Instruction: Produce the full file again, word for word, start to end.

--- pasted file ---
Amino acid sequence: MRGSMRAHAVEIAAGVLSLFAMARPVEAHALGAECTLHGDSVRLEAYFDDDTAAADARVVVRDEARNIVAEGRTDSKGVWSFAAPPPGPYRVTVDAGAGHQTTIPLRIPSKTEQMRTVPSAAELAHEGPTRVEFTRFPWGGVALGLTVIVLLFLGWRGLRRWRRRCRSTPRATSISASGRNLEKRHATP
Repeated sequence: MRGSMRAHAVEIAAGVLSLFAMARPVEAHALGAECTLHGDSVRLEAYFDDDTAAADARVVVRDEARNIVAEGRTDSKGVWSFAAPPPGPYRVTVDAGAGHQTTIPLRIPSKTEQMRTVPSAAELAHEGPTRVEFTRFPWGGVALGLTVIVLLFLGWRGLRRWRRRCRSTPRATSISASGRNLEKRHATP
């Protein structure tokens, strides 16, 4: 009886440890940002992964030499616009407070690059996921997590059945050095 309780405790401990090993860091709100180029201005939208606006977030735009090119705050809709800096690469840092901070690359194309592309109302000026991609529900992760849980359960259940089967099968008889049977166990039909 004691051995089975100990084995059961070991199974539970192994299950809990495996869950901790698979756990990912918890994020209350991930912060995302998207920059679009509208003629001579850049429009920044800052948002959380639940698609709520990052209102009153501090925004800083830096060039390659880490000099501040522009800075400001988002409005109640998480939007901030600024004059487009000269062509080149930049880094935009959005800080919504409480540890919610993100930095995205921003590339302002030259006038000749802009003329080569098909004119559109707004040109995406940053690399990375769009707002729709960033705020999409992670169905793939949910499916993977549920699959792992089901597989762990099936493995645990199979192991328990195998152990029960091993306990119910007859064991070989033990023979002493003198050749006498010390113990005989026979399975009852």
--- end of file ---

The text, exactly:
Amino acid sequence: MRGSMRAHAVEIAAGVLSLFAMARPVEAHALGAECTLHGDSVRLEAYFDDDTAAADARVVVRDEARNIVAEGRTDSKGVWSFAAPPPGPYRVTVDAGAGHQTTIPLRIPSKTEQMRTVPSAAELAHEGPTRVEFTRFPWGGVALGLTVIVLLFLGWRGLRRWRRRCRSTPRATSISASGRNLEKRHATP
Repeated sequence: MRGSMRAHAVEIAAGVLSLFAMARPVEAHALGAECTLHGDSVRLEAYFDDDTAAADARVVVRDEARNIVAEGRTDSKGVWSFAAPPPGPYRVTVDAGAGHQTTIPLRIPSKTEQMRTVPSAAELAHEGPTRVEFTRFPWGGVALGLTVIVLLFLGWRGLRRWRRRCRSTPRATSISASGRNLEKRHATP
């Protein structure tokens, strides 16, 4: 009886440890940002992964030499616009407070690059996921997590059945050095 309780405790401990090993860091709100180029201005939208606006977030735009090119705050809709800096690469840092901070690359194309592309109302000026991609529900992760849980359960259940089967099968008889049977166990039909 004691051995089975100990084995059961070991199974539970192994299950809990495996869950901790698979756990990912918890994020209350991930912060995302998207920059679009509208003629001579850049429009920044800052948002959380639940698609709520990052209102009153501090925004800083830096060039390659880490000099501040522009800075400001988002409005109640998480939007901030600024004059487009000269062509080149930049880094935009959005800080919504409480540890919610993100930095995205921003590339302002030259006038000749802009003329080569098909004119559109707004040109995406940053690399990375769009707002729709960033705020999409992670169905793939949910499916993977549920699959792992089901597989762990099936493995645990199979192991328990195998152990029960091993306990119910007859064991070989033990023979002493003198050749006498010390113990005989026979399975009852």